The National Oceanic and Atmospheric Administration has released its annual Arctic report card with grim findings: Temperature increases, a near-record loss of summer sea ice, and a melting of surface ice in Greenland are among some of the evidence of continued warming in the Arctic, according to an annual review of conditions in the Arctic issued today by NOAA ... One example of these changes in arctic climate is the autumn air temperatures which are at a record 5 degrees C (9 degrees F) above normal, because of the major loss of sea ice in recent years. The loss of …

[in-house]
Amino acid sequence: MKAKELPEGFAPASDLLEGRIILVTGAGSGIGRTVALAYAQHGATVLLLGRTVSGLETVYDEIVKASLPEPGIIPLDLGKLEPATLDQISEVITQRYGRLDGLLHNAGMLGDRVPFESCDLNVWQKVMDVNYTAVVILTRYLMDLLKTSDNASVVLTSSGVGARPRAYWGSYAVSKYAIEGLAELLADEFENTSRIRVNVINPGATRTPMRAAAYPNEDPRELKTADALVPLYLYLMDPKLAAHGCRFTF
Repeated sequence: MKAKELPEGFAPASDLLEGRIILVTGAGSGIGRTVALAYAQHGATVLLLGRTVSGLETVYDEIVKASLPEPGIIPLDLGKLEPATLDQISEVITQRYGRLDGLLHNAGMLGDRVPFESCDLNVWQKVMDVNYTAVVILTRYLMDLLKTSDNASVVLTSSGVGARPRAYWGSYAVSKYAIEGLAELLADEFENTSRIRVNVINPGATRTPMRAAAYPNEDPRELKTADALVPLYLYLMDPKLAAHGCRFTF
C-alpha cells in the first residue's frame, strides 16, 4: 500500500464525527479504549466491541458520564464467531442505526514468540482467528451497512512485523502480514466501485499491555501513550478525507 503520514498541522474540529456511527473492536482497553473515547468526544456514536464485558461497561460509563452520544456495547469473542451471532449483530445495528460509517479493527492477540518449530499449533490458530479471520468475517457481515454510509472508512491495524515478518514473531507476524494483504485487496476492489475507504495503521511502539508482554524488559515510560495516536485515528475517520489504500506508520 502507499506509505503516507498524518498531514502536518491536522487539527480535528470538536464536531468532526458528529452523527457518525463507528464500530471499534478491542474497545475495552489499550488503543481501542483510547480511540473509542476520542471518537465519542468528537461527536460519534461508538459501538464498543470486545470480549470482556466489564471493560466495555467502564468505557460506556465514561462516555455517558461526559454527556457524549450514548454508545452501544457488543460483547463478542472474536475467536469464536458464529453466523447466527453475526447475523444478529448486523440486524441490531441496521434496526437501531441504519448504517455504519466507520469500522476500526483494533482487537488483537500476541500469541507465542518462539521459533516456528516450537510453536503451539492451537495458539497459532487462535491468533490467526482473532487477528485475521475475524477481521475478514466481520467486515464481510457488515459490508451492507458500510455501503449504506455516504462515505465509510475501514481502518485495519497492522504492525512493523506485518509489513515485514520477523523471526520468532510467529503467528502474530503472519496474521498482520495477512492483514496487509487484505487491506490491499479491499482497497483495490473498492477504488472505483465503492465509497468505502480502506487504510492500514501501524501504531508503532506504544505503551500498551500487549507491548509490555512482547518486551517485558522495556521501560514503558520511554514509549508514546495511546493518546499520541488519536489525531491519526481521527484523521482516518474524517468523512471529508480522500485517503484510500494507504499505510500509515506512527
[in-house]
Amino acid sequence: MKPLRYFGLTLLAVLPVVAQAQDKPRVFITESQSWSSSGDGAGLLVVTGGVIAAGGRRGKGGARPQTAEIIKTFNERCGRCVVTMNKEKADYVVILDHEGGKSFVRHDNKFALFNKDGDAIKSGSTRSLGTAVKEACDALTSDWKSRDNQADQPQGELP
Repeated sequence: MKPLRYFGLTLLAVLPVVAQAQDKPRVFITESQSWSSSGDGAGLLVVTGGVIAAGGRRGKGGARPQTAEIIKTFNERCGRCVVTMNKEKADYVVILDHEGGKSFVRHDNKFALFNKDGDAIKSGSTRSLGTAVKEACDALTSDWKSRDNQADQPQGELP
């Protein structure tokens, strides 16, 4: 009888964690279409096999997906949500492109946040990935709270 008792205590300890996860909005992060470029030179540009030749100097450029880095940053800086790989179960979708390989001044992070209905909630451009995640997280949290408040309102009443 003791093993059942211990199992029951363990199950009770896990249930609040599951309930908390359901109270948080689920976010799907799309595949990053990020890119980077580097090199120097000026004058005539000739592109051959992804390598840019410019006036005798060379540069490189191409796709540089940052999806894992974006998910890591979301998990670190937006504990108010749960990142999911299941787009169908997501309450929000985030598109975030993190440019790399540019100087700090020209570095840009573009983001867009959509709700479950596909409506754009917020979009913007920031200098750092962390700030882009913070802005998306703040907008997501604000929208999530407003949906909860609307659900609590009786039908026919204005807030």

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I'll match your economy bailout and raise you one climate plan

European Union sticks by GHG plan, United Kingdom goes for 80 percent cut

Eastern Europeans and others seeking to use the current financial meltdown as an excuse to roll back climate commitment have failed (for now). The BBC reports: European Union leaders agreed to stick to their plan to cut greenhouse gases -- despite a surprise demand by Poland and six other member states to drop them to ease the impact on industry struggling with the global credit crunch. Speaking at the end of a two-day summit, French President Nicolas Sarkozy said: "The deadline on climate change is so important that we cannot use the financial and economic crisis as a pretext for …